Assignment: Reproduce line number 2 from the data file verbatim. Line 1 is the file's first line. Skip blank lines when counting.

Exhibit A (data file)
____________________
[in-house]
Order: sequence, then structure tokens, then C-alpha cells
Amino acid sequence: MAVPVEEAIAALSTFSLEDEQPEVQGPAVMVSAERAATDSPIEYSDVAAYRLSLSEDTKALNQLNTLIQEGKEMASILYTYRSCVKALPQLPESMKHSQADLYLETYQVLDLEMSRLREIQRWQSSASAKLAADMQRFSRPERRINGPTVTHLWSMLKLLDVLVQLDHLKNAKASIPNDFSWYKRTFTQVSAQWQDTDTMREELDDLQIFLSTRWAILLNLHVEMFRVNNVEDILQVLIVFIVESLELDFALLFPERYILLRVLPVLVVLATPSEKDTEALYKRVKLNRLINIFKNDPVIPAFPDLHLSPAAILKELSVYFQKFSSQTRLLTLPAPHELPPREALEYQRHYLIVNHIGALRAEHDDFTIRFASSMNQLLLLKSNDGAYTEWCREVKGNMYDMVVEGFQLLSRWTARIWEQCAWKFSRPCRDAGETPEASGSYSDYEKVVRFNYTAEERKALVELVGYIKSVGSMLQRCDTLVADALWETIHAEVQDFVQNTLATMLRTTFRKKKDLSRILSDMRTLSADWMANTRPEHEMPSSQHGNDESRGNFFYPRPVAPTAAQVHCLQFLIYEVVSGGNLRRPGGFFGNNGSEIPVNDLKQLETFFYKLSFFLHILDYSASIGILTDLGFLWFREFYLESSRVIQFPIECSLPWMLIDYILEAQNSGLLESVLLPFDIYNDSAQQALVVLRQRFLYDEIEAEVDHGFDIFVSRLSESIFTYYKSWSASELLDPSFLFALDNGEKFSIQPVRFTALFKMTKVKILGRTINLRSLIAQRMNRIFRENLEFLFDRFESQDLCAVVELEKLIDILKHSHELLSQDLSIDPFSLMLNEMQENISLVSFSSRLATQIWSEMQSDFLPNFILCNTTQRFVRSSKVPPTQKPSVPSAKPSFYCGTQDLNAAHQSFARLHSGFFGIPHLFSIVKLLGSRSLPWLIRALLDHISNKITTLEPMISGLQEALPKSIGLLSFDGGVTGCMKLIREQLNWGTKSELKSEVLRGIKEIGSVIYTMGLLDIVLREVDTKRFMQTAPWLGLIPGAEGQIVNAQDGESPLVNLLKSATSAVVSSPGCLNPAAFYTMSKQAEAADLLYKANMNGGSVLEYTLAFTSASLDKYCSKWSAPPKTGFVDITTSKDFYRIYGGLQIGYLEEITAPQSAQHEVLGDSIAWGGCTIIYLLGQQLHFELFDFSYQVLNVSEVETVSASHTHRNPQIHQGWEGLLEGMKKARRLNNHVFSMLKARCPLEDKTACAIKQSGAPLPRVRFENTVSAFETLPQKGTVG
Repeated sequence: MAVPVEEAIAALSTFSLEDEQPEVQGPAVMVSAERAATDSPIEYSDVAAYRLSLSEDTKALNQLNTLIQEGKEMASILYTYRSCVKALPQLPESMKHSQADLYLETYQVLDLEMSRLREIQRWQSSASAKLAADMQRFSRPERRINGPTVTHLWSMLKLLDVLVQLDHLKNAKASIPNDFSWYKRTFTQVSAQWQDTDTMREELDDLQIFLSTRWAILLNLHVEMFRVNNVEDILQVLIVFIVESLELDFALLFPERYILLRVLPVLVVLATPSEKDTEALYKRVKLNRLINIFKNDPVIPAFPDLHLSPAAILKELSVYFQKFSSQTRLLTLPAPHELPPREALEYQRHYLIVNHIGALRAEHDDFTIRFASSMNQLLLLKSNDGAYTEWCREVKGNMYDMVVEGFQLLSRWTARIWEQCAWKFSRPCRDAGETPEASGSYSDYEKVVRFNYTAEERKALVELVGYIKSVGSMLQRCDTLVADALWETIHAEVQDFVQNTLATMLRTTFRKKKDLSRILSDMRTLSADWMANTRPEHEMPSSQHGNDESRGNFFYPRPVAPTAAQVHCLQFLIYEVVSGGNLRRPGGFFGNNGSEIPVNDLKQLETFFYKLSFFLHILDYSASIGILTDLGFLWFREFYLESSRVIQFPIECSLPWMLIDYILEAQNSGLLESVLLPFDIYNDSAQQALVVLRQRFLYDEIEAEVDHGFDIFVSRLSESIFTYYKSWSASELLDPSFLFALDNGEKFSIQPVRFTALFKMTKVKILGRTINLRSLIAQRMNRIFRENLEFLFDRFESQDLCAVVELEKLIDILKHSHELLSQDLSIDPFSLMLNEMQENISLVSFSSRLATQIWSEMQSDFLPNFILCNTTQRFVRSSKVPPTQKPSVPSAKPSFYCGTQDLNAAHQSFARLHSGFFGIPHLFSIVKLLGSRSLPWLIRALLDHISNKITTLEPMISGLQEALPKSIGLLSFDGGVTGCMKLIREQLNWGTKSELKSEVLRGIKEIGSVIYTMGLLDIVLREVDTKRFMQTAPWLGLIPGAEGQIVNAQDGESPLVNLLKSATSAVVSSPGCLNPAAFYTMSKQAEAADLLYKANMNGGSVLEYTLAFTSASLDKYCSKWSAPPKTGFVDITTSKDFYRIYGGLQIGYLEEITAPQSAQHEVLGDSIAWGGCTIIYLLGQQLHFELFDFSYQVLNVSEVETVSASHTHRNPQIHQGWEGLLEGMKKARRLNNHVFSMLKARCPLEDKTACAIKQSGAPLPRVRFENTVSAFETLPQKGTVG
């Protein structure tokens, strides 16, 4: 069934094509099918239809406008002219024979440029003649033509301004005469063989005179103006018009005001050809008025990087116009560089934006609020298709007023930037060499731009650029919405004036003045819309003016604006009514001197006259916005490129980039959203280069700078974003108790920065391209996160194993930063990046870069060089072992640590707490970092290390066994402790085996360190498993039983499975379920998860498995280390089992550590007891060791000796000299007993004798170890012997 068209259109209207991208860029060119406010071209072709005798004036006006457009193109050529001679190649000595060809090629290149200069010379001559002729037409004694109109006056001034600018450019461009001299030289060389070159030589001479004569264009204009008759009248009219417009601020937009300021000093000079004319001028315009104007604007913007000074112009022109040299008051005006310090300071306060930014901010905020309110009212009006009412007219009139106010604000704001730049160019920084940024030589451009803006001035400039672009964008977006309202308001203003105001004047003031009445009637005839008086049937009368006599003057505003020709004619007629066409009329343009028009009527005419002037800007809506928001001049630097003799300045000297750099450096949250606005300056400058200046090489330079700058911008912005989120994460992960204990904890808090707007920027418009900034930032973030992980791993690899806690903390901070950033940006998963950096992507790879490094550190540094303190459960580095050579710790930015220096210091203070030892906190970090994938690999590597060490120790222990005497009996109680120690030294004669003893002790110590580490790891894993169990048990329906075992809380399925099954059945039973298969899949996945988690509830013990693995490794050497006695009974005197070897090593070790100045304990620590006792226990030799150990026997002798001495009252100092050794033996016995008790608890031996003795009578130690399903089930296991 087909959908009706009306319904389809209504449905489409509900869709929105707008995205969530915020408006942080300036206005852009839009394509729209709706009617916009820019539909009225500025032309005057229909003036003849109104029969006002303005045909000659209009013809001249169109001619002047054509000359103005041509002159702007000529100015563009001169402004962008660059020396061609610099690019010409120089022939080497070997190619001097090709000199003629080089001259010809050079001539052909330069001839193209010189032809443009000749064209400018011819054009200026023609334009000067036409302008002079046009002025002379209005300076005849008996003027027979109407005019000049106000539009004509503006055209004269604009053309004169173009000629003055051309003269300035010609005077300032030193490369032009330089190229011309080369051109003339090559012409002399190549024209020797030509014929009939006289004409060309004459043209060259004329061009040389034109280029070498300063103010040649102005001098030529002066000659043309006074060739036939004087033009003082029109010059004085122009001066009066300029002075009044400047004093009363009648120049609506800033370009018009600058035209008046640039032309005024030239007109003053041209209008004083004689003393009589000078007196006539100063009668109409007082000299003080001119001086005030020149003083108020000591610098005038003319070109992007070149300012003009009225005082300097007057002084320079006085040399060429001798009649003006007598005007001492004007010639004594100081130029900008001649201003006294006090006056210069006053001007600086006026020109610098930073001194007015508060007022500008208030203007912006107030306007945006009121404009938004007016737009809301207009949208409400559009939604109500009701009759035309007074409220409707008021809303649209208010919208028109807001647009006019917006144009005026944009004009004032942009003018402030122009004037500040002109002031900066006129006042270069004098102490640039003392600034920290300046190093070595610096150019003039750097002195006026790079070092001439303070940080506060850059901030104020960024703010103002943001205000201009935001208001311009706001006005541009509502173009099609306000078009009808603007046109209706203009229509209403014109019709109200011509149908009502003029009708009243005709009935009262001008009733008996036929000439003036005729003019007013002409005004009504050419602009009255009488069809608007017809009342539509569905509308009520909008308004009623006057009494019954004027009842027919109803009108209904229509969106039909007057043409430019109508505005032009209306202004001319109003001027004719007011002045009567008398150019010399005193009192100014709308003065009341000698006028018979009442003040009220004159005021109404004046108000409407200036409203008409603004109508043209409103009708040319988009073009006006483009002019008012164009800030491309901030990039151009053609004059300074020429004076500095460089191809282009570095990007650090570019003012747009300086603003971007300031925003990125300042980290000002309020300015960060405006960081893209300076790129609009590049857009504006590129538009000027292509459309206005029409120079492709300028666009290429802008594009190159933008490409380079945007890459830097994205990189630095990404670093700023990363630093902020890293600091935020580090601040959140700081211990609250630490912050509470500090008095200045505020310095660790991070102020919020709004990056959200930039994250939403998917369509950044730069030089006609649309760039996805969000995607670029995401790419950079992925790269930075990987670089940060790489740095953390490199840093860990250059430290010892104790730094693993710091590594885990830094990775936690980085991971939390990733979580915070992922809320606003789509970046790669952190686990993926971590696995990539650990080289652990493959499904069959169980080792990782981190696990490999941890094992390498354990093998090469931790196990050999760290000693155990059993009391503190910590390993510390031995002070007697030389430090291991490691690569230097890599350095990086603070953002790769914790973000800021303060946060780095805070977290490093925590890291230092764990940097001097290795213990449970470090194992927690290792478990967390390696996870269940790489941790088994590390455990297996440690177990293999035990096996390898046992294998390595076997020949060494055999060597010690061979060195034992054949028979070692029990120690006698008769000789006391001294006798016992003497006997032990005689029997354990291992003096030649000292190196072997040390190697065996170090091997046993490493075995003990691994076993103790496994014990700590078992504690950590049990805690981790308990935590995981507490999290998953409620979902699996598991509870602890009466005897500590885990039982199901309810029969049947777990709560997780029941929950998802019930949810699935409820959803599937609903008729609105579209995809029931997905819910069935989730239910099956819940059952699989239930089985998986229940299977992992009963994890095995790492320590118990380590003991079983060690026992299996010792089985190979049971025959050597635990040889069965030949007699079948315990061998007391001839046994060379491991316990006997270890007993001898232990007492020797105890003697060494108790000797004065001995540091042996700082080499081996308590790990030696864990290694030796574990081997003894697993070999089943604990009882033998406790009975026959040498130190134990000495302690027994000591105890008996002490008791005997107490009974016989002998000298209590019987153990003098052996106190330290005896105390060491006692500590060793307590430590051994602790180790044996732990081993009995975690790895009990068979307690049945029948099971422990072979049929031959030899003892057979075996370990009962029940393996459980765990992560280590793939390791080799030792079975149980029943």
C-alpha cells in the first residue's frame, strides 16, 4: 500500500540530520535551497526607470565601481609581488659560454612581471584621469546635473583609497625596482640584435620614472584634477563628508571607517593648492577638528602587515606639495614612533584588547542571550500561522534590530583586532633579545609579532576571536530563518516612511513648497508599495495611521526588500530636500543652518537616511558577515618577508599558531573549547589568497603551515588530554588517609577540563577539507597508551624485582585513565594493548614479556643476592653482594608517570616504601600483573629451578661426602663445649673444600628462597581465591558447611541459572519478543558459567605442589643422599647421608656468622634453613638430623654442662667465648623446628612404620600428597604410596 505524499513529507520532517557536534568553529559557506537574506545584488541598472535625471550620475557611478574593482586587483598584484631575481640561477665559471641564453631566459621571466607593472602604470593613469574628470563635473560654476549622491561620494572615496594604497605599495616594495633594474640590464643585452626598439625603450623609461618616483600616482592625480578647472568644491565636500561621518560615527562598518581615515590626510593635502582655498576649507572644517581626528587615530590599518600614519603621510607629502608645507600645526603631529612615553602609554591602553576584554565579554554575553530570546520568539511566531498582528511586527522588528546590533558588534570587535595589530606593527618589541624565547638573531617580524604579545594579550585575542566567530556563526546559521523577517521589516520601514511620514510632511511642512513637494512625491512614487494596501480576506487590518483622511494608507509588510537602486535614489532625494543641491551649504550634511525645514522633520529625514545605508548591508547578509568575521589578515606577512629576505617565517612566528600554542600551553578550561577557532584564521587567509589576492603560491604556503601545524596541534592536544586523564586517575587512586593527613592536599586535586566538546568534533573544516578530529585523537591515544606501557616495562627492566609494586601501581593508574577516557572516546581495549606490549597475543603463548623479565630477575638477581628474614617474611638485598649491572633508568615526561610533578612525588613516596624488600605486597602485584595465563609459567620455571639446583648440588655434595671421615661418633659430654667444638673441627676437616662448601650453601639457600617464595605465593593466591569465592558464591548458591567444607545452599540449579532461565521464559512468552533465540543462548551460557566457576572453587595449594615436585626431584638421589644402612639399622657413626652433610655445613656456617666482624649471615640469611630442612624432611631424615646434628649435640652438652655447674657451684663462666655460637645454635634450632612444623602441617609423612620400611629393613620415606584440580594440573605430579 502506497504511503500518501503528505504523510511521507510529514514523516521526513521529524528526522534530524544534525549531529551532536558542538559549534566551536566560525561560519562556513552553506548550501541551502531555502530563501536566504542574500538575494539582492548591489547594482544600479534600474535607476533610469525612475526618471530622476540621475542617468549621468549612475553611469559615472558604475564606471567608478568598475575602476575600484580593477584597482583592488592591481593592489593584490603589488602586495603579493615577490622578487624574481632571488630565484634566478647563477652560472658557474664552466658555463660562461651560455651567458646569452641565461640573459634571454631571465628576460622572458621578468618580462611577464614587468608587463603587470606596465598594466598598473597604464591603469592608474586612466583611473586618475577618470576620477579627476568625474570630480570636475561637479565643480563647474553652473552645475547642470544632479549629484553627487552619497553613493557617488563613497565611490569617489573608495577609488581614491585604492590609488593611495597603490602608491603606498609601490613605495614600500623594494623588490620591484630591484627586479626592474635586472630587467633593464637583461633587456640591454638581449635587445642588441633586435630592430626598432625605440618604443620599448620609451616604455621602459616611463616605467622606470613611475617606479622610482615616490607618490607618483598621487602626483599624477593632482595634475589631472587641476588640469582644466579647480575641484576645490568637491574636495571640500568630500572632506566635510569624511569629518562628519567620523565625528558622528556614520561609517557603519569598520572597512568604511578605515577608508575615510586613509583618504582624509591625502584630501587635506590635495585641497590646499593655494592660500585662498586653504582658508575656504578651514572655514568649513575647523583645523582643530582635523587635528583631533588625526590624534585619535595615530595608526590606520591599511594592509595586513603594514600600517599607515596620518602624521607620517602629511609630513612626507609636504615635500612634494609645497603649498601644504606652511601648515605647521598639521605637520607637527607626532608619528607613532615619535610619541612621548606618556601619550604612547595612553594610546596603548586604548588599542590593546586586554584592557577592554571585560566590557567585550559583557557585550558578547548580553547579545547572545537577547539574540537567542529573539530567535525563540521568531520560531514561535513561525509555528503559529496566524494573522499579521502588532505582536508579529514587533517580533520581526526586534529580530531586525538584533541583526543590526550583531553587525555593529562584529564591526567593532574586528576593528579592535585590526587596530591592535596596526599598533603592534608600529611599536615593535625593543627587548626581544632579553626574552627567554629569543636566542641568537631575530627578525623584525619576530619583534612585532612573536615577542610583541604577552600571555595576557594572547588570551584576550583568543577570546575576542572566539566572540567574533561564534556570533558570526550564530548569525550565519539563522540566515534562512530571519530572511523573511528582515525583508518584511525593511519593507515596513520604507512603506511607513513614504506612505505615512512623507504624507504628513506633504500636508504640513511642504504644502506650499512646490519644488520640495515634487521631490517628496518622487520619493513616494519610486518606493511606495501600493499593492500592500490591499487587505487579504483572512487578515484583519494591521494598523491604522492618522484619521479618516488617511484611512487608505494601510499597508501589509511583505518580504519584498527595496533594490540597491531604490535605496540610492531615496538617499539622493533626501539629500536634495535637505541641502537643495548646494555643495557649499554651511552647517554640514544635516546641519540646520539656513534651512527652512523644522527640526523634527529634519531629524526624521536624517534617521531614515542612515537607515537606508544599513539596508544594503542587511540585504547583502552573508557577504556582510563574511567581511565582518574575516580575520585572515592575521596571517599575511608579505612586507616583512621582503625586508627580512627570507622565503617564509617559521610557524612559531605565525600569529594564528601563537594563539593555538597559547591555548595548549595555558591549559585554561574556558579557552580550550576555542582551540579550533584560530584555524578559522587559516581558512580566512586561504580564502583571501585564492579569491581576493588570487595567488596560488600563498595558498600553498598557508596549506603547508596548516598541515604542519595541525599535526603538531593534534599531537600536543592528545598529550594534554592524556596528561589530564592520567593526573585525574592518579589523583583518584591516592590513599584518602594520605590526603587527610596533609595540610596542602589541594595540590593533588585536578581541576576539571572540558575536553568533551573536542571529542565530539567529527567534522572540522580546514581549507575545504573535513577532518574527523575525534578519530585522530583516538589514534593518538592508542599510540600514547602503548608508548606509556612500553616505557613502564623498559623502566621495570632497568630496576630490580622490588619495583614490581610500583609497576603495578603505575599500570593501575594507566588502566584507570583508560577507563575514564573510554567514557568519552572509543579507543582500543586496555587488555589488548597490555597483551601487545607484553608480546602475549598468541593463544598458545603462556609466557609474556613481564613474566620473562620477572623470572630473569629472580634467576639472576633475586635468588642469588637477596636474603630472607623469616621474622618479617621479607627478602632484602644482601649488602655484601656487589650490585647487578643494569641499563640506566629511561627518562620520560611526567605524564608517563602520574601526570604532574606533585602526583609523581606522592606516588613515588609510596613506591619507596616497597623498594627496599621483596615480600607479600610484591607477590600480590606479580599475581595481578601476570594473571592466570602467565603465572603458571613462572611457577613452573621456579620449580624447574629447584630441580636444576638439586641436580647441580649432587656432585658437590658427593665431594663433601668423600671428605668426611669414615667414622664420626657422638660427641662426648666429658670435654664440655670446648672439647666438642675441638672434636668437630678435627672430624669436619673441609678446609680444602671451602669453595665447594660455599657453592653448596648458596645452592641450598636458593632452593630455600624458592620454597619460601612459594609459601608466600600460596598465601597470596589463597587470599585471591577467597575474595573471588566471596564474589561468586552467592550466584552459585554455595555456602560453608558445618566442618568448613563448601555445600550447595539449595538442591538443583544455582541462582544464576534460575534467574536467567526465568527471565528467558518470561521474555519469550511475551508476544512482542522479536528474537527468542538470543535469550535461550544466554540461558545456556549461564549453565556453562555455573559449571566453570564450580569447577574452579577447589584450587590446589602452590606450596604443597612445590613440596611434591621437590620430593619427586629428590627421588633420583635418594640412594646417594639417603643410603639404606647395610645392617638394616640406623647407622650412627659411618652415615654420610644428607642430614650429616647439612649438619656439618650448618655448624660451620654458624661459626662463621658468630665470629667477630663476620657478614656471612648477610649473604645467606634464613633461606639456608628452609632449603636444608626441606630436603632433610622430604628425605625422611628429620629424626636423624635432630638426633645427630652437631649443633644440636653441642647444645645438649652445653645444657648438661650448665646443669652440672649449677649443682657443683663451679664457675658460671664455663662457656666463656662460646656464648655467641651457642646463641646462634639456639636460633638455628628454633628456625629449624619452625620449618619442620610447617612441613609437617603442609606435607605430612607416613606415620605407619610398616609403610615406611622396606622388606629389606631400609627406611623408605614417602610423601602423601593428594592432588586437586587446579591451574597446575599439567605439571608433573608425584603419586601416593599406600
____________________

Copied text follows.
Order: sequence, then structure tokens, then C-alpha cells